Don't overlook this inexpensive and versatile pantry staple.

By Kelly Vaughan
July 03, 2020
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Jen Causey

Whether or not you cook with tomato paste regularly, there's likely a small can sitting in the back of your pantry. A couple of tablespoons of tomato paste can add intense tomato flavor to a recipe, enhancing homemade marinara sauce, barbecue sauce, chili, beef stew, curries, and pasta. Here, we're explaining exactly what tomato paste is, how to store it, and how to cook with it in a few knock-your-socks-off recipes.

What Is Tomato Paste?

An uncomplicated and simply magical ingredient, tomato paste is essentially cooked-down tomatoes that have been strained of their seeds and juices. As the tomatoes are heated and cooked, they lose all their liquid and form a thick paste that has highly concentrated levels of acidity and umami flavor. You can make tomato paste at home with just three ingredients—chopped tomatoes, extra-virgin olive oil, and salt—or purchase it in the store. When choosing store-bought tomato paste, stock up on tubes rather than cans; the tubes are much easier to store, last longer, and make measuring the proper amount of tomato paste a breeze. Tubed tomato paste lasts in the refrigerator for six to eight weeks once opened and most will come with a printed expiration date.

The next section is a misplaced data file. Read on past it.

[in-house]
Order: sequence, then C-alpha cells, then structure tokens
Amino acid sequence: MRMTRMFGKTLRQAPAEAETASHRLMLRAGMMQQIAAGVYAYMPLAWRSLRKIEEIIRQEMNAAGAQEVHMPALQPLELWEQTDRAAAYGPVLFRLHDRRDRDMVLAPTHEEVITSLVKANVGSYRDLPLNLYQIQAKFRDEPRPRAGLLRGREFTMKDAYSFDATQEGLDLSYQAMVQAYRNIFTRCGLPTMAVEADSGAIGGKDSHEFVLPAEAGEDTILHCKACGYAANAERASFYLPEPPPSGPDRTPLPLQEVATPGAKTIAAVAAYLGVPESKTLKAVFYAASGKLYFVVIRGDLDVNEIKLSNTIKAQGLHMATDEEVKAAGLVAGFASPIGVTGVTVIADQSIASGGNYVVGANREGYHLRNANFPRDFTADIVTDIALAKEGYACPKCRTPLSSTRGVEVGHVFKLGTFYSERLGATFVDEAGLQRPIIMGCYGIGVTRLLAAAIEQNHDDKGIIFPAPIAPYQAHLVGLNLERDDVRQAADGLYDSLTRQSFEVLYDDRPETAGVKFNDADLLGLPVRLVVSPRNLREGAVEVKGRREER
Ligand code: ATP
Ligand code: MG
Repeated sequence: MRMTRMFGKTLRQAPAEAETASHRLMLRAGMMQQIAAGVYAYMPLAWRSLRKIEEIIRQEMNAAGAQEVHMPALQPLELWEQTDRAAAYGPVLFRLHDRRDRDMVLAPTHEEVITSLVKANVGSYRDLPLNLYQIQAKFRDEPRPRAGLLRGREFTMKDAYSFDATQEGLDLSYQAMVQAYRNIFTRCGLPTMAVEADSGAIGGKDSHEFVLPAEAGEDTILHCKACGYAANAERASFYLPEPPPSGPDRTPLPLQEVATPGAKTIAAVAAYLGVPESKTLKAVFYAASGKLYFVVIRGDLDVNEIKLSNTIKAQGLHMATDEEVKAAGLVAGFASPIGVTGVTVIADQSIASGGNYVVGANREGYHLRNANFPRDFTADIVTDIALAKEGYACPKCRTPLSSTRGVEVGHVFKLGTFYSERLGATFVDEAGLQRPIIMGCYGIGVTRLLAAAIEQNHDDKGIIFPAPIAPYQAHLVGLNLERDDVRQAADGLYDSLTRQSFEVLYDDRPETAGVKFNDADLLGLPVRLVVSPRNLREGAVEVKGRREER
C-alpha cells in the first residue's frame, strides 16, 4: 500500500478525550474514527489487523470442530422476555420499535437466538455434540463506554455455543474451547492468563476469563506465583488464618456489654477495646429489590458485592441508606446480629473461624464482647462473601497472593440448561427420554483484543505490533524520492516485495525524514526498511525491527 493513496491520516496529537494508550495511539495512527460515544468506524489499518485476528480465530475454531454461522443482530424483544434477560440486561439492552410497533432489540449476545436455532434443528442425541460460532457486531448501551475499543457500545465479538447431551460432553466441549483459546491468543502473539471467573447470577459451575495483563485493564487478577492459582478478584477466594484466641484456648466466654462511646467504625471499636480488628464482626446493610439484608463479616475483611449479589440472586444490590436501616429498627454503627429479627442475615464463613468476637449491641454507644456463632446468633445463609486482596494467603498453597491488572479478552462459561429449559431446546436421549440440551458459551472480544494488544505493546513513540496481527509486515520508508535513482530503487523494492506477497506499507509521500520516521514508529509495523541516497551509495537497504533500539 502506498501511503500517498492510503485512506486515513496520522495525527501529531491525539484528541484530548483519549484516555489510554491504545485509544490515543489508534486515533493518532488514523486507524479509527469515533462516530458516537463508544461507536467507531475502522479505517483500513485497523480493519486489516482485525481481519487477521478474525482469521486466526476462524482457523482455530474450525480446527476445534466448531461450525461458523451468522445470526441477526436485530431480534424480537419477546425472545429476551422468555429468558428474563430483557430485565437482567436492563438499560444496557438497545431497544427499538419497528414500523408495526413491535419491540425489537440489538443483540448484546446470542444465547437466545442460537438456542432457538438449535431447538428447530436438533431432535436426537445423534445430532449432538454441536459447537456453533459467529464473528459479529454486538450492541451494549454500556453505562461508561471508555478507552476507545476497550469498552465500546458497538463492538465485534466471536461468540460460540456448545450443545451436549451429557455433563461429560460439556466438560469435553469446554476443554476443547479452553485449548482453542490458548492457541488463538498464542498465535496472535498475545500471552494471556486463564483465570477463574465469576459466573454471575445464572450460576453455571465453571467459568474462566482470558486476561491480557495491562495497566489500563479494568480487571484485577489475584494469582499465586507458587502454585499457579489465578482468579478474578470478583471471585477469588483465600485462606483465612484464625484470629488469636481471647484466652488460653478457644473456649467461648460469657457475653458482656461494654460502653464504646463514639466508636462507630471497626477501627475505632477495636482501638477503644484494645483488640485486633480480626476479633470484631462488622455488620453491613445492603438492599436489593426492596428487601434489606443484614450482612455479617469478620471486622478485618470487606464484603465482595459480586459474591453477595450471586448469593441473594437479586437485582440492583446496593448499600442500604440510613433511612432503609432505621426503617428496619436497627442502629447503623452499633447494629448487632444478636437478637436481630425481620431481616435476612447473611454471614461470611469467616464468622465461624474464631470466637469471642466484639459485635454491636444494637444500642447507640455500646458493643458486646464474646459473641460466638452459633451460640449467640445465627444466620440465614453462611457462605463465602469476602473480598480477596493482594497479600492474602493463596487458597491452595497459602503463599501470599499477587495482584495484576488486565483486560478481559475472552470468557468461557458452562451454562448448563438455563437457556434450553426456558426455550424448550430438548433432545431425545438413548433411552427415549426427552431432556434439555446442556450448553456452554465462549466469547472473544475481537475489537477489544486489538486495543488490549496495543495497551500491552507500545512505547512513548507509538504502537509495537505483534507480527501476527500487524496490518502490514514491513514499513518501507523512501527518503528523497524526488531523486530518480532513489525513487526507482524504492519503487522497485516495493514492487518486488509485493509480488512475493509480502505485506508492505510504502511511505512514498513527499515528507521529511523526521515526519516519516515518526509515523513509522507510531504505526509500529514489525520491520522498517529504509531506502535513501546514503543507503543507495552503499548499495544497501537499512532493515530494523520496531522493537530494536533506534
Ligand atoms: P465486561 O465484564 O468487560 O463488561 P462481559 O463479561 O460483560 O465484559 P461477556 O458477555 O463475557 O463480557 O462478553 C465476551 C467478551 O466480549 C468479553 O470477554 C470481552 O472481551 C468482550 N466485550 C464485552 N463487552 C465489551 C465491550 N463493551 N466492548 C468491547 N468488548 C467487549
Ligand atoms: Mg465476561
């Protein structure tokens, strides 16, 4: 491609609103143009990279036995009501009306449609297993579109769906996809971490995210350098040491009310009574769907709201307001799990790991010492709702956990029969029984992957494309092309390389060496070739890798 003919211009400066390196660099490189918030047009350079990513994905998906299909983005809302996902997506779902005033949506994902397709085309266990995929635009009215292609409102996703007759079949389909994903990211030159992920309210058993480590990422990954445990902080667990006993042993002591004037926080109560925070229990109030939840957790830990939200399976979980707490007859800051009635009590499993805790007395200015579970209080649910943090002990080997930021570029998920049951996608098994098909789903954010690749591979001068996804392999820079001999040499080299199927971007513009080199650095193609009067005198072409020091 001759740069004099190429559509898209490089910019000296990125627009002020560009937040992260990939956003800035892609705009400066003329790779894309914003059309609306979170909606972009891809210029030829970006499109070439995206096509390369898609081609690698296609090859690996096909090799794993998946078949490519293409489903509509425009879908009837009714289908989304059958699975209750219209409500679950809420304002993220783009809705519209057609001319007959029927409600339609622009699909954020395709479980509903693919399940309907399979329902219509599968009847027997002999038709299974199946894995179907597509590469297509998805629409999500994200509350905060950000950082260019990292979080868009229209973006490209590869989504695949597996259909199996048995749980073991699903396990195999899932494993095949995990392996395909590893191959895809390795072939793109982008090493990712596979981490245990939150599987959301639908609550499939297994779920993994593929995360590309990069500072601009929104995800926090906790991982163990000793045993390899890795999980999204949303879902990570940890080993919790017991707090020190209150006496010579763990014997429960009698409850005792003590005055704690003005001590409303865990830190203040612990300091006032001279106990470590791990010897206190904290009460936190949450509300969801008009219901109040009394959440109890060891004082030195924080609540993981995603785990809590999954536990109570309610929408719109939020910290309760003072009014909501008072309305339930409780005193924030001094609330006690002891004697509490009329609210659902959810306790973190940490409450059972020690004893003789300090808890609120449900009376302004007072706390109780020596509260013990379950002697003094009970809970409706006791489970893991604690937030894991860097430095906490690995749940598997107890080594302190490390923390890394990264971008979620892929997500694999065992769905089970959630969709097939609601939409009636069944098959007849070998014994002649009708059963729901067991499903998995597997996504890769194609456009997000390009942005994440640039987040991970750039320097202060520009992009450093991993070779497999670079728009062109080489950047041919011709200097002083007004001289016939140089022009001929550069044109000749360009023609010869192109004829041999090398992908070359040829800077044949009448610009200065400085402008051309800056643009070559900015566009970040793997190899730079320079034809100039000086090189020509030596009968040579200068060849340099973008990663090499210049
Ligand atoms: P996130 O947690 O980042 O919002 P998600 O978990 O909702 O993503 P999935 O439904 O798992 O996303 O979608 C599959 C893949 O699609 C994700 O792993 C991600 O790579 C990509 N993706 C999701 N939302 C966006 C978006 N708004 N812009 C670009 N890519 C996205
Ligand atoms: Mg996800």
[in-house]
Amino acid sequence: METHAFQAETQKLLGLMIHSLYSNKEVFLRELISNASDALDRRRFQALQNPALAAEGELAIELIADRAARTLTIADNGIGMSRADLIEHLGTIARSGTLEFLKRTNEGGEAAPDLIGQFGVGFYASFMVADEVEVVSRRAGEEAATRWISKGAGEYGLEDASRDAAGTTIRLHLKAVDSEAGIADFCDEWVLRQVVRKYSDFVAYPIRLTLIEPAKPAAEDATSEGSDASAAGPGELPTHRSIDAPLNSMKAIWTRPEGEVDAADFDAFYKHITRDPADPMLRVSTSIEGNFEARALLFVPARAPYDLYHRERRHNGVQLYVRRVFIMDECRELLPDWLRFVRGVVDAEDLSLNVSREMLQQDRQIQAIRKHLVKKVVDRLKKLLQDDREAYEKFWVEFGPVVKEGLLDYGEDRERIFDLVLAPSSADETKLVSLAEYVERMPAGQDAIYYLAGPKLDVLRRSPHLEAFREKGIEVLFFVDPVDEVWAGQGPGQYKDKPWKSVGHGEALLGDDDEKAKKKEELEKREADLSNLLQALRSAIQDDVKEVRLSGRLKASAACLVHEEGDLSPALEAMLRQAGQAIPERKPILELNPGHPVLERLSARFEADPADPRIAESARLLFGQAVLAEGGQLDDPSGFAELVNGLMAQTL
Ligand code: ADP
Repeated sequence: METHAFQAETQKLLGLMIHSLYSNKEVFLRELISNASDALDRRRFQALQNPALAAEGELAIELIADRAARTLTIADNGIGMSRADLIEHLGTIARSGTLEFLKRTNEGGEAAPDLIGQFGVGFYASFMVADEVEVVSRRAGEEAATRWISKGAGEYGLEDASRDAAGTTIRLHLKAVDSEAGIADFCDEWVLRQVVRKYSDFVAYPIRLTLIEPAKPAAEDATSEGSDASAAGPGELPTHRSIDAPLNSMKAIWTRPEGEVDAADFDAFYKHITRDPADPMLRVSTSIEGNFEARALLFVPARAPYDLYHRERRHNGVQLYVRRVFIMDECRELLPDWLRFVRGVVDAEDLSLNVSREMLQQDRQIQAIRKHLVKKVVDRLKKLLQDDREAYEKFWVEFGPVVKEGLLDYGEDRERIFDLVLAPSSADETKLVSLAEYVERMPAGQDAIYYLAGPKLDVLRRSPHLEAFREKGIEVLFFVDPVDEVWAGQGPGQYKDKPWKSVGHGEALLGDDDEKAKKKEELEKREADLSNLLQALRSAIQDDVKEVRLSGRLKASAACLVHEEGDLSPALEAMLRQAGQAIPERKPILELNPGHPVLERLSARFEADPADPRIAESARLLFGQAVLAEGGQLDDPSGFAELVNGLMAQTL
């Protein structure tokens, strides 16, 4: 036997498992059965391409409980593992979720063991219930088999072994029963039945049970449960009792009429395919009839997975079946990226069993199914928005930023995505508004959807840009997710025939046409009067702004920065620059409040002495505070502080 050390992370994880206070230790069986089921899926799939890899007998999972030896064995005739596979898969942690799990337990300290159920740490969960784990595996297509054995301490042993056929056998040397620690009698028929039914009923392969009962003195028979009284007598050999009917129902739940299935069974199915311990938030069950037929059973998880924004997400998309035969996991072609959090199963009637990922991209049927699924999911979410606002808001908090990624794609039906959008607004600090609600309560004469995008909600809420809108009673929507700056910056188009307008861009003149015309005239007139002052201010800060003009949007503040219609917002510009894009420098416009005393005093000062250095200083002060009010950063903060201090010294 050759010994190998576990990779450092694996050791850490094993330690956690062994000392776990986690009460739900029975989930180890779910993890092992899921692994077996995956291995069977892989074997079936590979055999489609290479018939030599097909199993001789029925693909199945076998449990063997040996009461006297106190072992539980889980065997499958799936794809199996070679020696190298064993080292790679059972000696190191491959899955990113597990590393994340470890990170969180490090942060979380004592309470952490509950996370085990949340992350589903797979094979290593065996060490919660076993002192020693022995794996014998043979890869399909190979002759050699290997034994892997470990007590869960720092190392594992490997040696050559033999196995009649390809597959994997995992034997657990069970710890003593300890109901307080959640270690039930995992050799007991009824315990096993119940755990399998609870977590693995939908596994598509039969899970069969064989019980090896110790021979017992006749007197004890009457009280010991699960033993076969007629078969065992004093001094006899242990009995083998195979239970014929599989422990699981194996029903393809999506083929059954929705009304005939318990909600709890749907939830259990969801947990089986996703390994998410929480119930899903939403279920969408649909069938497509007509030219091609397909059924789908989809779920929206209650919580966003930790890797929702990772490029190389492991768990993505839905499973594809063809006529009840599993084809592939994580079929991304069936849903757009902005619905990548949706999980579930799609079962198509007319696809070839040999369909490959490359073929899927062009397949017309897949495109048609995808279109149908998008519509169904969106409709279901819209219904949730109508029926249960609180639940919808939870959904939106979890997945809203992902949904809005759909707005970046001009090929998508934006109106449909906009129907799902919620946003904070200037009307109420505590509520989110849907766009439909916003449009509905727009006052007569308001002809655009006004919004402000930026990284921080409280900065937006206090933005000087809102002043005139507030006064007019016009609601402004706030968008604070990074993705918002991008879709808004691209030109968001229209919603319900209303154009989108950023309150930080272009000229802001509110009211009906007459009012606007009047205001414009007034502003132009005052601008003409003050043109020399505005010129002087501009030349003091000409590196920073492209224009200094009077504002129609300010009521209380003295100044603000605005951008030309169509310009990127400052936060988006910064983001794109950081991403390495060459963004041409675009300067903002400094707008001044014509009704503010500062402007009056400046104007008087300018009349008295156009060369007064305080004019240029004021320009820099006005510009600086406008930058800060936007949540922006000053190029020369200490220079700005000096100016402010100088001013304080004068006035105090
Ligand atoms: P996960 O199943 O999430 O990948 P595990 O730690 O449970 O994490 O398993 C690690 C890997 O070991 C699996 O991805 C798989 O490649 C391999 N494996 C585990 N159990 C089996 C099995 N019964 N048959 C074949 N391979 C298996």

However, if you have canned tomato paste on hand, transfer it to an airtight container once opened and it will keep in the refrigerator for five to seven days. Better yet, measure the tomato paste into individual tablespoons on a sheet of parchment paper and freeze, so that you have perfectly portioned paste available at the ready. Store them in a plastic bag once they're completely frozen for easy organization.

How to Cook with Tomato Paste

When cooking with tomato paste, generally only one to two tablespoons are needed because the flavor is highly concentrated. One of our favorite ways to use tomato paste is in all kinds of stew recipes. In our vegan West African Peanut Stew, tomato paste is sautéed with a mixture of onion, garlic, and aromatics, which allows the paste to caramelize and brings out its savory flavor. A similar process is used in our recipe for Spiced Beef Stew with Carrots and Chickpeas; tomato paste cooks with onions, bell peppers, and berbere seasoning before red wine and beef are added to braise. A tablespoon of tomato paste is also a genius addition for taco Tuesday. Sautéed ground chicken is mixed with tomato paste, chopped chipotle in adobo, and water for the filling of Crispy Baked Chicken Flautas.

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